Today’s agenda: Induced emf. You must understand how changing magnetic flux can induce an emf, and be able to determine the direction of the induced emf. Faraday’s Law. You must be able to use Faraday’s Law to calculate the emf induced in a circuit. Lenz’s Law. You must be able to use Lenz’s Law to determine the direction induced current, and therefore induced emf. Generators. You must understand how generators work, and use Faraday’s Law to calculate numerical values of parameters associated with generators. Back emf. You must be able to use Lenz’s law to explain back emf.
We can quantify the induced emf described qualitatively in the previous section of this lecture by using magnetic flux. Experimentally, if the flux through N loops of wire changes by dB in a time dt, the induced emf is *Faraday’s Law of Magnetic Induction Faraday’s law of induction is one of the fundamental laws of electricity and magnetism. I wonder why the – sign… Your text, page 301, shows how to determine the direction of the induced emf. Argh! Lenz’s Law, coming soon, is much easier. *Well, one expression of Faraday’s Law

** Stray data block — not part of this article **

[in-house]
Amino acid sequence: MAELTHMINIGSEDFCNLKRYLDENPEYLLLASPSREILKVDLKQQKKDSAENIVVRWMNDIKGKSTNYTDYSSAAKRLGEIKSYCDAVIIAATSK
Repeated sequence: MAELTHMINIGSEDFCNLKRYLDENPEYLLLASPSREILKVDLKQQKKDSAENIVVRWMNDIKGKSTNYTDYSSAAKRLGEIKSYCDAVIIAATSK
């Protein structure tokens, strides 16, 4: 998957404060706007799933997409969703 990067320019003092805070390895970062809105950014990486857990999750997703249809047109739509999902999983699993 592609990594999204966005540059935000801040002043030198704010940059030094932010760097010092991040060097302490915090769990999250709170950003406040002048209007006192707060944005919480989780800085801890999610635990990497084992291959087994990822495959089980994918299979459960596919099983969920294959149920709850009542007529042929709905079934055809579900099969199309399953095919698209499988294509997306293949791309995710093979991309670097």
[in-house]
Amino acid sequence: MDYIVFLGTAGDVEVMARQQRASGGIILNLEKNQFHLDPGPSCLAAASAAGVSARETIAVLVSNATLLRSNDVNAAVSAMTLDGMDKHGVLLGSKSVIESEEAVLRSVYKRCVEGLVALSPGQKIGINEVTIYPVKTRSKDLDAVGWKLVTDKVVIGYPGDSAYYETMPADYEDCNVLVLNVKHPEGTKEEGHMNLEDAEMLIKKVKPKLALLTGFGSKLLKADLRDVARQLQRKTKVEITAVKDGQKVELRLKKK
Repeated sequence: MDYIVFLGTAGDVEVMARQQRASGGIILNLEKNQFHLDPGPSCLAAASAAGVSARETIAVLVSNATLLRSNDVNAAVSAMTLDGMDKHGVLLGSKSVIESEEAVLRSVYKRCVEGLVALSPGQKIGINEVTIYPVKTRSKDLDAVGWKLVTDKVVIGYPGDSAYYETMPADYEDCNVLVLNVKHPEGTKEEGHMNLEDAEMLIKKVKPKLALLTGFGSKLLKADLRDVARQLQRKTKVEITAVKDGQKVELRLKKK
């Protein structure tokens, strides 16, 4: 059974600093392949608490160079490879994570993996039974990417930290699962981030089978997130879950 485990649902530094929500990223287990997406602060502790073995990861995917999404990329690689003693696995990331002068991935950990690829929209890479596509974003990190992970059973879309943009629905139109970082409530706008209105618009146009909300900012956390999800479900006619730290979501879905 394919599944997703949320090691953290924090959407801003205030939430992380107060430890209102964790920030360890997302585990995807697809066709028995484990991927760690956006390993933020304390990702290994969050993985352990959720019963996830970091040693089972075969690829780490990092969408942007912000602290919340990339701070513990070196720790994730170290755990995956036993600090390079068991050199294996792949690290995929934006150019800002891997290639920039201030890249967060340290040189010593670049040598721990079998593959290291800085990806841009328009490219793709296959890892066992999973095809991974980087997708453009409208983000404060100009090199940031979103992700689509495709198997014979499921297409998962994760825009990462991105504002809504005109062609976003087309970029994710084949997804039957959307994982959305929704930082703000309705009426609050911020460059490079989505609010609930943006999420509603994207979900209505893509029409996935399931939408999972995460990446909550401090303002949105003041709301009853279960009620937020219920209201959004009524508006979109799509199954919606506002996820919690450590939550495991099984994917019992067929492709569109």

Faraday’s Law of Magnetic Induction In the equation is the magnetic flux. This is another expression of Faraday’s Law: We’ll use this version in the next lecture.
N S I v + - Example: move a magnet towards a coil of wire. N=5 turns A=0.002 m2
Possible homework hint: if B varies but loop B. Ways to induce an emf: change B change the area of the loop in the field Possible homework hint: for a circular loop, C=2R, so A=r2=(C/2)2=C2/4, so you can express d(BA)/dt in terms of dC/dt.
Ways to induce an emf (continued): changing current changes B through conducting loop a I B b Possible Homework Hint. The magnetic field is not uniform through the loop, so you can’t use BA to calculate the flux. Take an infinitesimally thin strip. Then the flux is d = BdAstrip. Integrate from a to b to get the flux through the strip.
=90 =45 =0 Ways to induce an emf (continued): change the orientation of the loop in the field